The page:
On Monday I hunt-and-pecked my way (re; see this) into some punditry about why the temporary pay-bump contained in the Affordable Care Act for providers treating Medicaid patients ended on New Years Day with a whimper and not a bang. For posterity’s sake I thought I’d reproduce that here with some extra commentary, but you’re definitely welcome to read the short version.
The 2010 health care law required that Medicaid providers be reimbursed at the same rate as Medicaid, which was a significant increase (around 11 billion dollars in total). The sunset of that provision will result in an average ~43 percent decrease. Some states are stepping in to maintain those rates, but many others are not — including those that are also expanding the program. Thus you’ll read around health policy circles concerns or interest on the perennial question of provider acceptance rates of Medicaid enrollees. The implication, obviously, is that lapse of two year pay increase might exacerbate the (actually not straightforward) issue of access to care.
All of this prompts Christopher Flavelle over at Bloomberg View to note that, even with the higher rates, Medicaid is already exceedingly cheap — on a per-capita basis the program spends far less than average U.S. spending on health care (he also provides this in the ever-handy chart form). Flavelle proffers two explanations:
The optimistic interpretation is that Medicaid is a tremendously efficient program. The pessimistic one is that state administrators of Medicaid are pushing payments to unrealistically low levels.
The second interpretation is probably closer to the truth. And at some point, conservative warnings about the dysfunctions of Medicaid will become self-fulfilling: Providers will stop participating, pushed out by spending restraint that no other health-insurance program would dare match.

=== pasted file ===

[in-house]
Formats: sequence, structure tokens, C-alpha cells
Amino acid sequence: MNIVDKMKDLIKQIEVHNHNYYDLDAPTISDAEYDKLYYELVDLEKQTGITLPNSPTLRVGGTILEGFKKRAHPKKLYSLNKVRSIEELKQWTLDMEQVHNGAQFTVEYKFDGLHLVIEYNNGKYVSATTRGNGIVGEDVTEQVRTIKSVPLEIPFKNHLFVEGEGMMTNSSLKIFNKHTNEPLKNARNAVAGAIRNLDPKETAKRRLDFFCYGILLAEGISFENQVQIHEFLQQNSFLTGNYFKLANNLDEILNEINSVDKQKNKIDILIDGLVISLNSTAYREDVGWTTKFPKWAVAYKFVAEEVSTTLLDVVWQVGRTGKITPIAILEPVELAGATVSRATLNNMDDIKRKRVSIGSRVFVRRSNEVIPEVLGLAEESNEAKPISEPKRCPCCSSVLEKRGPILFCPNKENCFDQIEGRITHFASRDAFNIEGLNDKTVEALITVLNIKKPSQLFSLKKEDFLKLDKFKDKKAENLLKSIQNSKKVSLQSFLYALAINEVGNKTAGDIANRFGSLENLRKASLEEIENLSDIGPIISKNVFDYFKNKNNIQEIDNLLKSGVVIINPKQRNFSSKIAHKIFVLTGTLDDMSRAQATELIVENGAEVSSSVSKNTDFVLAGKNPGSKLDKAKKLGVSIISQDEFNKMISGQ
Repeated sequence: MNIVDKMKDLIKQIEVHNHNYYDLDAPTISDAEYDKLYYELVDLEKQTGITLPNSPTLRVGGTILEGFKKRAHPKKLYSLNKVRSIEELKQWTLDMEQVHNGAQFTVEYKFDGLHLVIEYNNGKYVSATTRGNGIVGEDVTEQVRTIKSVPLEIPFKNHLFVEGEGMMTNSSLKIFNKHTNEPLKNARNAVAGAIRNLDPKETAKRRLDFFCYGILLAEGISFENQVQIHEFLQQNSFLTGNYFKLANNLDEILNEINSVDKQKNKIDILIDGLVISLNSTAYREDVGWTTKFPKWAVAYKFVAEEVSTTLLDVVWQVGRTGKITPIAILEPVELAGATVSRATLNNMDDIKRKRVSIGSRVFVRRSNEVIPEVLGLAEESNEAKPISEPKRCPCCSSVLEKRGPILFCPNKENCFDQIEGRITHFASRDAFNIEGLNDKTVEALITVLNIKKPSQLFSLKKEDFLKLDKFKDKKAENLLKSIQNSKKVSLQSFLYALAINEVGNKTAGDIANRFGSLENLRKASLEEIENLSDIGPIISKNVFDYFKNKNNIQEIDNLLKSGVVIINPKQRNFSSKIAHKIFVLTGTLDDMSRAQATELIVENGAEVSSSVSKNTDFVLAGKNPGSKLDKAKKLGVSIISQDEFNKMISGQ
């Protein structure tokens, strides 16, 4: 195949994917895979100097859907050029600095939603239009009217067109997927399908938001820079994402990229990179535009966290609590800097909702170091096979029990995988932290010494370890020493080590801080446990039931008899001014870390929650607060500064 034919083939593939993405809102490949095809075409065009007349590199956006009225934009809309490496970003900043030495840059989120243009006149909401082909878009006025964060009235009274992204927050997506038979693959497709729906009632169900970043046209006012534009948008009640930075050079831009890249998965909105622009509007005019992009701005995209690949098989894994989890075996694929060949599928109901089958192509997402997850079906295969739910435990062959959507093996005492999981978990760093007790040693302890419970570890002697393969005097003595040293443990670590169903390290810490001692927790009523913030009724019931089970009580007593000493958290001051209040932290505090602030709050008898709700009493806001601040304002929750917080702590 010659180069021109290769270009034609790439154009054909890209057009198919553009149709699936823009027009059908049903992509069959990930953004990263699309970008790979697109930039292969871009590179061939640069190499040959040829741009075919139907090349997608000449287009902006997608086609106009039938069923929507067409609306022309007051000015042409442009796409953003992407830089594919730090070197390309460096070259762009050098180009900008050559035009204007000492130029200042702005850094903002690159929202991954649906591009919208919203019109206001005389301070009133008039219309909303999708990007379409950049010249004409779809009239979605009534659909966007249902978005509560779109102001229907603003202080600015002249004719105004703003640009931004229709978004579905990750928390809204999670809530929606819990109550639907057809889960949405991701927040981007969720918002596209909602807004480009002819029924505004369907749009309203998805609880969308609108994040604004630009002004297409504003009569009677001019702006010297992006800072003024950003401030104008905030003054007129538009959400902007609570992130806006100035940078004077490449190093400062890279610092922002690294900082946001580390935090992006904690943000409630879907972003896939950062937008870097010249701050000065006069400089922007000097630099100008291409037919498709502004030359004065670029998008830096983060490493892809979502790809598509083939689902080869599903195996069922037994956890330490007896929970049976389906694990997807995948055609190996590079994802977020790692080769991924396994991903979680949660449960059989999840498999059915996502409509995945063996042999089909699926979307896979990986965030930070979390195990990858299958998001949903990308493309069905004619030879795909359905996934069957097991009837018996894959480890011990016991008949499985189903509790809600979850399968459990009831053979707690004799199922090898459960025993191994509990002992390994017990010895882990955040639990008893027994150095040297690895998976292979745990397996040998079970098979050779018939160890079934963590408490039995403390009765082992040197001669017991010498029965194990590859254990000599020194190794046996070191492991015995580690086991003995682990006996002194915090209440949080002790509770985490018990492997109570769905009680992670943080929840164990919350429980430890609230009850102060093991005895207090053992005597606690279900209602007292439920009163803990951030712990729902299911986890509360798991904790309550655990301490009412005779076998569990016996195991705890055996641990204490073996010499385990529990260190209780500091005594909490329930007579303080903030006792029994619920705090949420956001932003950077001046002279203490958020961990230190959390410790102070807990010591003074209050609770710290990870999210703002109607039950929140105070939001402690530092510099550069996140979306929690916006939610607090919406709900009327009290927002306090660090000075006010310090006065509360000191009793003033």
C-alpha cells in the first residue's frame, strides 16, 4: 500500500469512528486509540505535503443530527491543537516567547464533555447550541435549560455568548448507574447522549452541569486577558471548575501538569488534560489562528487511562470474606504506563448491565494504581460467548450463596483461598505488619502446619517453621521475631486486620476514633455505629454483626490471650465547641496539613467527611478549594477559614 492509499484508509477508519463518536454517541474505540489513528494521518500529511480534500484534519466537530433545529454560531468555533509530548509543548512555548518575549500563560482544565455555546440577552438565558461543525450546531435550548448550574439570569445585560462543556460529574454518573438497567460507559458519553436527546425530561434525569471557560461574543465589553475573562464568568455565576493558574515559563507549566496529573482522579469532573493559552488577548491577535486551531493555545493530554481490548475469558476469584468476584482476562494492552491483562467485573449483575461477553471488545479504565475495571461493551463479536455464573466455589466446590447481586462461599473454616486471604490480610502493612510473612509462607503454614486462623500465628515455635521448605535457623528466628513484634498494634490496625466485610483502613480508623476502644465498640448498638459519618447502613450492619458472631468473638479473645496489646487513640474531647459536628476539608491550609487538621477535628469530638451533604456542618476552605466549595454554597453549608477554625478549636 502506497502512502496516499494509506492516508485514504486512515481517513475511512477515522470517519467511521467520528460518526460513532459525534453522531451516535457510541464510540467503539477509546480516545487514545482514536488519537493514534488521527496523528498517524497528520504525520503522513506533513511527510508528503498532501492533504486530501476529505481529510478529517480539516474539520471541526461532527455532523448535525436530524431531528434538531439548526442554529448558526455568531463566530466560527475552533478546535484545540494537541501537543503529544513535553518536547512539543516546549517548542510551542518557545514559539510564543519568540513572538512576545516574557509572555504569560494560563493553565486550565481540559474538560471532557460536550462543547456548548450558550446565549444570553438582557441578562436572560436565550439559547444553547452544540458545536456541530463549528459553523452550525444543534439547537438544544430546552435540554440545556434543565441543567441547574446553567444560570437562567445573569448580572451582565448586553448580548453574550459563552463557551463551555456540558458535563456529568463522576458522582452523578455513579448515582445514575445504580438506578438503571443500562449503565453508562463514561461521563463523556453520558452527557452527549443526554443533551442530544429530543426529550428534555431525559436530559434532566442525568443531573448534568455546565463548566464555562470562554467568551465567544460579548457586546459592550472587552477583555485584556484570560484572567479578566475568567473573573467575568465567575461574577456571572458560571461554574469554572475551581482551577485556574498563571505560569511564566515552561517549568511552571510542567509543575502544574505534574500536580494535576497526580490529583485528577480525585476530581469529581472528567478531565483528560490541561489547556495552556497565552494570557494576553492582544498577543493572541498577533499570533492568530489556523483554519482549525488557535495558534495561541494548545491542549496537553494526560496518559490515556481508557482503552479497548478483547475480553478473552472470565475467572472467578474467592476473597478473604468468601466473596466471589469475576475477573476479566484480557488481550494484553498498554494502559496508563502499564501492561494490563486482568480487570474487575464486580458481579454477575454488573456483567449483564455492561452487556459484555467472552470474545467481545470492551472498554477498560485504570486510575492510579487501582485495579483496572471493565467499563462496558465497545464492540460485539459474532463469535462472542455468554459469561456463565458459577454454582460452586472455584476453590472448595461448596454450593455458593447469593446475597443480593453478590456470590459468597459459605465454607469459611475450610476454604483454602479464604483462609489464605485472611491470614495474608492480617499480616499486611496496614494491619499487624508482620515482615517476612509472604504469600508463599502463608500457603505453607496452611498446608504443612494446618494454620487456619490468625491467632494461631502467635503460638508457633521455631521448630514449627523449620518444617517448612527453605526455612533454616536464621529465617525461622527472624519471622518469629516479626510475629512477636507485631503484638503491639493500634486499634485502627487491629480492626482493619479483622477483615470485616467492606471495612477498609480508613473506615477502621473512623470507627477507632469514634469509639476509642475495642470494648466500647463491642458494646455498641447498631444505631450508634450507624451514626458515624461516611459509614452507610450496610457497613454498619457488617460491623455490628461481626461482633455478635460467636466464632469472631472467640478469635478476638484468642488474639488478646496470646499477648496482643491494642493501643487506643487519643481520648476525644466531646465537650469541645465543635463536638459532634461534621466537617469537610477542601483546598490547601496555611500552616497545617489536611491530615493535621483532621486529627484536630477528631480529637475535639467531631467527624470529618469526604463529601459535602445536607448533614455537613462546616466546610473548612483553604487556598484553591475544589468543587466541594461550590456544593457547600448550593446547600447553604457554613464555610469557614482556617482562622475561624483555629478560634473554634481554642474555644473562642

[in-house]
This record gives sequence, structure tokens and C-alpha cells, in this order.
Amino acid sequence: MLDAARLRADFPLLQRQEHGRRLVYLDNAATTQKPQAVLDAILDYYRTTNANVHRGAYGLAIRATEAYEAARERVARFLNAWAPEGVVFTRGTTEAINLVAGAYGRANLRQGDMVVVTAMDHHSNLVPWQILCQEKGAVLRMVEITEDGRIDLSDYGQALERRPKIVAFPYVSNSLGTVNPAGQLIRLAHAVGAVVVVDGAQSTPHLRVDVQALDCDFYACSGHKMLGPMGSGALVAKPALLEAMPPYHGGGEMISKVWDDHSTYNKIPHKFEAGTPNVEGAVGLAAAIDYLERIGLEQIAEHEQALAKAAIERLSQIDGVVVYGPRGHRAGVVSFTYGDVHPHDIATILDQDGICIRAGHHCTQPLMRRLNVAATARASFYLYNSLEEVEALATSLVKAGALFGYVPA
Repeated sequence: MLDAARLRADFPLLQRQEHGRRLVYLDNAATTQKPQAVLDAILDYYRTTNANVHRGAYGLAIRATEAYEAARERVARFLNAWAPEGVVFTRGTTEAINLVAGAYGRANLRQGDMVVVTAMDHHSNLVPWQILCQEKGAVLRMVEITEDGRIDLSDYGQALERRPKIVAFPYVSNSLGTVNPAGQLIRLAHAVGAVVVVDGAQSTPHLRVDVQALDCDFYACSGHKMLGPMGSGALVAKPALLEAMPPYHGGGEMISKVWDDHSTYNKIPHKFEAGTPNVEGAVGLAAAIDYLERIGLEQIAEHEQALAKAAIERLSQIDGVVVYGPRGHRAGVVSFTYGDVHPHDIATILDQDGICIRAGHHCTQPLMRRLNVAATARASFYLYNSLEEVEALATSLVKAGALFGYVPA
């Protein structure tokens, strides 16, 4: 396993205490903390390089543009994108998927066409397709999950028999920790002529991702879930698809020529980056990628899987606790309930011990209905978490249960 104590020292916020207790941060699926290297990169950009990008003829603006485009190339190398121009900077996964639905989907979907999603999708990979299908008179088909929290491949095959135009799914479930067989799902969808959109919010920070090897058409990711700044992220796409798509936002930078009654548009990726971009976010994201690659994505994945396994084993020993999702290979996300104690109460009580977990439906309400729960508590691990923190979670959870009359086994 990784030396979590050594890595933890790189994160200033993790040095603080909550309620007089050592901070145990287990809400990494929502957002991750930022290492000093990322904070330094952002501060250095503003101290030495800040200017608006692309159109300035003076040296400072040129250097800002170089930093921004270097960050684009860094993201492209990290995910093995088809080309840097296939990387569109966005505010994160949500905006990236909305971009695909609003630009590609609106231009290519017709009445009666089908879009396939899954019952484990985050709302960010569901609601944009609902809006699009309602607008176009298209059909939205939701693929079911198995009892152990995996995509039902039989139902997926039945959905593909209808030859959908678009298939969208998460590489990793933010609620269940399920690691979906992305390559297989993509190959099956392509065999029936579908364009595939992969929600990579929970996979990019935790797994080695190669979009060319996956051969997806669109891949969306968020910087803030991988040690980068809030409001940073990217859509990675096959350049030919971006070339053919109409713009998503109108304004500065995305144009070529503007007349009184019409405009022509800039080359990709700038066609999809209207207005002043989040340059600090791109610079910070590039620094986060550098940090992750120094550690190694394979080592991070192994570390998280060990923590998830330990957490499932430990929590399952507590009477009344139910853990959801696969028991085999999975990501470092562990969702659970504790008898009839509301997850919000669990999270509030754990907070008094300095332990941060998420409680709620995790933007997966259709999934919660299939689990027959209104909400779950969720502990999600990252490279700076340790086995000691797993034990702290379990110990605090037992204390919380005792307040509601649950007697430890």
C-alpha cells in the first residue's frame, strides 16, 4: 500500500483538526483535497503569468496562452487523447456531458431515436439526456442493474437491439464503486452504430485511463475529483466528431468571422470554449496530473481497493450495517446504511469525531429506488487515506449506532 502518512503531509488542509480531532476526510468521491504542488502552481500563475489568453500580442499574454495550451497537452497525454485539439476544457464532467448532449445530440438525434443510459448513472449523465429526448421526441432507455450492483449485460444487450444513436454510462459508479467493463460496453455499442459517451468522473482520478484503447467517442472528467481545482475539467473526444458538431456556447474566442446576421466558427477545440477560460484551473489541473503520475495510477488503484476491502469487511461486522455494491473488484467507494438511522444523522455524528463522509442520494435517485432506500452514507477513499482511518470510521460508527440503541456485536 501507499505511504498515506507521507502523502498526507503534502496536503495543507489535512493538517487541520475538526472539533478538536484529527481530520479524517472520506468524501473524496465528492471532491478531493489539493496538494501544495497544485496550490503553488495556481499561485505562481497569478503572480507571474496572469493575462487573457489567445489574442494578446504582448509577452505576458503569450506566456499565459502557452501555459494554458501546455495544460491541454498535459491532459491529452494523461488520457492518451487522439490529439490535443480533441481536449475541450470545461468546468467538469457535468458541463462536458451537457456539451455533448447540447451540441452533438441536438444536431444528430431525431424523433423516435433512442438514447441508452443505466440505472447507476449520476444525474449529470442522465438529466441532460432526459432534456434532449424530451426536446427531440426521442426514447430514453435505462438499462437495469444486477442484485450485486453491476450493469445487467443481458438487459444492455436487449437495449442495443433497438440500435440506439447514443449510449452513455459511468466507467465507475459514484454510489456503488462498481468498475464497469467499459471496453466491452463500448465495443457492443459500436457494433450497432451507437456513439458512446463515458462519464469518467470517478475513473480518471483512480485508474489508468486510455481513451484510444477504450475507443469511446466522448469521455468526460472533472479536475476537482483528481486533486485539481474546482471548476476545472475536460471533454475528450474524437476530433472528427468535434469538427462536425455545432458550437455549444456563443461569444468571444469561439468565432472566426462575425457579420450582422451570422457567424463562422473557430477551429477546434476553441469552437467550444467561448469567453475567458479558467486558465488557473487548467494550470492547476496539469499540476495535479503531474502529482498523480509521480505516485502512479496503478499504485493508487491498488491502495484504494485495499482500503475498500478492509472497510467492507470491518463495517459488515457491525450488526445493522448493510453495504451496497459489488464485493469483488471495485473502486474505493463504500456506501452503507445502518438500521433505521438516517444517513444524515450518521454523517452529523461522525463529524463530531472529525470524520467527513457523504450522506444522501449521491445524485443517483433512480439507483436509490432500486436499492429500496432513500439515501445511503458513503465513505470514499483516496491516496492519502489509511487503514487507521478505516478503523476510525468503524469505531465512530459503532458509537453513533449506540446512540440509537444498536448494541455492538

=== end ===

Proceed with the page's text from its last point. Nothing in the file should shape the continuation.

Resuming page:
Now it’s entirely possible that both of these could be true at the same time. (Medicaid covers a lot of children, spending much less than the other categories of enrollees, yet pediatricians were still accepting new patients at an 80 percent rate in ’08. That strikes me as pretty efficient). But I agree that the second is more relevant to the comparative silence this week, as unlike the routine SGR battles in Congress (the effort to ‘fix’ the Sustainable Growth Rate formula that dictates Medicare spending), which keeps raising physician reimbursements, there was no concentrated effort to maintain the Medicaid rates to match.
I can think of a few explanations. One big reason that you didn’t see any institutional protest, related to Flavelle’s pessimistic interpretation, is because states are responsible for a big chunk of Medicaid costs, and those represent a huge budgetary commitment. Health care is expensive and Medicaid enrolls around 24 million more people than Medicare (more than 68 million in all). Thus it’s pretty easy to view those “state administrators of Medicaid” having a strong incentive to not blink when reimbursement rates plummet.
However, the most important aspect of this would be power, or in-particular the lack thereof. The political dynamics that make Medicare something of a ‘third rail’ simply don’t exist when it comes to Medicaid. There’s no significant national lobbying muscle behind a pro-Medicaid agenda to the benefit of providers and beneficiaries, which is why you didn’t see the AMA knocking down the doors of Congress to protect physician pay for treating Medicaid patients. And there certainly aren’t massive political PACs lobbying on the behalf of poor children, the elderly, and disabled. Moreover, as a class, Medicaid beneficiaries, unlike their Medicare counterparts, aren’t politically active and don’t vote with enough numbers to have their best-interests taken seriously.
And this isn’t even including some of the basic demographic obstacles. Children make up the single largest Medicaid enrollment group, but kids don’t vote and they plainly don’t write cute “Don’t Discourage Doctors From Seeing Me With Unrealistically Low Provider Reimbursement Rate” letters (though they obviously should, right?). The largest spending category for the program are the disabled (42%), followed by poor elderly (21%) and then those poor non-writing children (21%).
Which is all a long-winded way of saying that the temporary pay increase for providers was aimed towards the most vulnerable, least politically powerful, groups in society. So when the the funding mechanism that attempted to facilitate their new-found health care security collapses without so much as a sneeze from the polity, well, exactly no one should surprised. Barring the type of leftward-leaning government that miraculously passed the ACA in the first place, the precariat simply aren’t a priority.